The pushpins on my daughter’s “College Possibilities” map dot the landscape from New York City to central Florida and points west. My husband has started a spreadsheet, which is what he does to help process and analyze big-ticket purchases. We both realize that formal training typically results in higher income over the long term. However, debt assumption must be weighed against anticipated earnings to determine how much borrowing is right for each student and family.
Financial aid, grants, loans, and “what remains” should be evaluated for both in-state and out-of-state tuition, and for both public and private colleges and universities. This way, you can determine if a specific program is even feasible should your student be accepted. You can’t enter college hoping that your debt will be forgiven once that diploma is hanging on the wall. It’s too risky.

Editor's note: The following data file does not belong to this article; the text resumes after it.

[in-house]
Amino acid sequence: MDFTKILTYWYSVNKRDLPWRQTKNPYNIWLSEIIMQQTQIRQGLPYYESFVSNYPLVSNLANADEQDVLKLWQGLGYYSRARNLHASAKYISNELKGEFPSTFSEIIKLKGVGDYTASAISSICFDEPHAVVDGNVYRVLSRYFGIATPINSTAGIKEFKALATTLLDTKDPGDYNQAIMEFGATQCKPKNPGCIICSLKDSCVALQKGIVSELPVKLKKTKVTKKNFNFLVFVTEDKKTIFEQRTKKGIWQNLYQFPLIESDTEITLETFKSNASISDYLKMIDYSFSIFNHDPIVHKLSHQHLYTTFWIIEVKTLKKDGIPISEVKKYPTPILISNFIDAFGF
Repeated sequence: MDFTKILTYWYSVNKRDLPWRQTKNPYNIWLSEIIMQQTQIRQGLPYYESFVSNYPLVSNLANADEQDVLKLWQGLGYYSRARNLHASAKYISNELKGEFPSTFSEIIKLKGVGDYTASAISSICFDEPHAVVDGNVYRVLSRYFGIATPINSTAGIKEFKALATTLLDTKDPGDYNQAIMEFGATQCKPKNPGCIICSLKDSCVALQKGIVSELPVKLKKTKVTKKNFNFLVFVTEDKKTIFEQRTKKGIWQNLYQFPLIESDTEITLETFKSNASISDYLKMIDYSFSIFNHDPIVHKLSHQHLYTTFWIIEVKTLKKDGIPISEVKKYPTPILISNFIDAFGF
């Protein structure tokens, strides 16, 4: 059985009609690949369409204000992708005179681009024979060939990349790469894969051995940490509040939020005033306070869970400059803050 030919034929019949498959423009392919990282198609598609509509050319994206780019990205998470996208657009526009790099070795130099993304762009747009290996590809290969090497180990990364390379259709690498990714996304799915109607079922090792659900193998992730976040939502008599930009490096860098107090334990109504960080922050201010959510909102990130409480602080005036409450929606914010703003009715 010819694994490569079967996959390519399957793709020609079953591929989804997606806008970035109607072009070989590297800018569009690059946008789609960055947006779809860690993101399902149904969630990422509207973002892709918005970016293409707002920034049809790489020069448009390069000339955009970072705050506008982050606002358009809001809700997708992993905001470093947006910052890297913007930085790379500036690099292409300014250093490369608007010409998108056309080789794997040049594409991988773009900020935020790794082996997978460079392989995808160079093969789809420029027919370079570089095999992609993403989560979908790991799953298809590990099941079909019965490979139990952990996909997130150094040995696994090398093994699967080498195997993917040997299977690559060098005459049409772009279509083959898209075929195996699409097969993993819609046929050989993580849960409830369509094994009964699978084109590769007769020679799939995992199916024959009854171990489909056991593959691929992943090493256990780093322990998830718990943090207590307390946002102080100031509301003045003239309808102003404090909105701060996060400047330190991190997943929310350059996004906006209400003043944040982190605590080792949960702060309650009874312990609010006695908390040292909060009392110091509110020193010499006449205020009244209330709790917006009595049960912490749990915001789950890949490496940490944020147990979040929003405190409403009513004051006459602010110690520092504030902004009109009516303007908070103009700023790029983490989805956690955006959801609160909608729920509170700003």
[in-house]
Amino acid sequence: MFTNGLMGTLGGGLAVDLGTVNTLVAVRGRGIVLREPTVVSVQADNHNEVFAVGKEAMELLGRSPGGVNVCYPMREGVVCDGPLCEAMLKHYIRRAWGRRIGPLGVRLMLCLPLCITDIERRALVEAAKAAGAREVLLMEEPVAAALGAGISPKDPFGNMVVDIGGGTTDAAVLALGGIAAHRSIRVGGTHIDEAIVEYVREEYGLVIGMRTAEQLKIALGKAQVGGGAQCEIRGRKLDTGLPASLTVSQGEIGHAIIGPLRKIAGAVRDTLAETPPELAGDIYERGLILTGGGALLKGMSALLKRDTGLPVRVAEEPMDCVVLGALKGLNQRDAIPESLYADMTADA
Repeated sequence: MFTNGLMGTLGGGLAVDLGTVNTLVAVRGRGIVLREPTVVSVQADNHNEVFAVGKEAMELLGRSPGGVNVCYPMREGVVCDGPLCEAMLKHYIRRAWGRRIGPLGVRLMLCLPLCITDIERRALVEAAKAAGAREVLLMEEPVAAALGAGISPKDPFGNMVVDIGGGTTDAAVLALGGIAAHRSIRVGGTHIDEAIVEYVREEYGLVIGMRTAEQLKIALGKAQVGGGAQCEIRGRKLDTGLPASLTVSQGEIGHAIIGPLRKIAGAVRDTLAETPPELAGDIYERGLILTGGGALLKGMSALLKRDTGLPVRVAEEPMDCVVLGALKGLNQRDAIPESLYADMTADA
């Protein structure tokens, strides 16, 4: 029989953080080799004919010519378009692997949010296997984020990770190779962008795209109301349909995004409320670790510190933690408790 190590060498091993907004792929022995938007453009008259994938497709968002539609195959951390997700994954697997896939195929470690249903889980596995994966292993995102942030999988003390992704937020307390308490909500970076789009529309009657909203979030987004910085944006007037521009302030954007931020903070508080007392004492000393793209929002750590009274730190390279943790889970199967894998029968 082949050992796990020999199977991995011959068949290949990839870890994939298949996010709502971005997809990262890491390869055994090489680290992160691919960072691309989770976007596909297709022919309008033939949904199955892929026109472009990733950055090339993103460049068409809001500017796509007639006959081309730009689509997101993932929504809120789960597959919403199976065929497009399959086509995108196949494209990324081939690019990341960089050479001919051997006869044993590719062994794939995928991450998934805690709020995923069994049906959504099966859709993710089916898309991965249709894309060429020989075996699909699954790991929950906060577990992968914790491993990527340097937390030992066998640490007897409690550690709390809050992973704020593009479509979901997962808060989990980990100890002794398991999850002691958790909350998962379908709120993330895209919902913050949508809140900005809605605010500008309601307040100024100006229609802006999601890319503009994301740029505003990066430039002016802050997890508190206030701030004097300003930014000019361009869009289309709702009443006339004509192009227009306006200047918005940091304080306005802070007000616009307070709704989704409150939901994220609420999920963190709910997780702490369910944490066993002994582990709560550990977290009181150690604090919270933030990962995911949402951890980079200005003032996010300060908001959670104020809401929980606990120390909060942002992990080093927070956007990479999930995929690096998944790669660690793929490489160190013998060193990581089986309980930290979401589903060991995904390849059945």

These unknowns are the reasons I sought expertise from someone immersed in the “how to” of paying for college. I discovered a blog, Taming the High Costs of College, and have been working with its founder, Brad Baldridge, a Certified Financial Planner® and expert in college funding.
During our first conversation, Brad said, ‘You don’t know what you don’t know,” and I wholeheartedly agreed. Brad has experience with numerous payment approaches and is helping me decide what is right for my family. There is no “one size fits all” solution when it comes to paying for college, and although federal loans are attractive, there are other ways to fund higher education.
To find out more about these options, read Brad’s 6 Ways to Pay for College and then listen to his interview on Financial Mentor to learn how to graduate from college debt-free. If paying for college is in the not-too-distant future, the time to start planning is now, before the floodgates of student loan debt open and you end up caught without a bailer.
Need More Help with College Planning?
Hi, I’m Brad Baldridge, a college funding specialist and the owner of Taming the High Cost of College.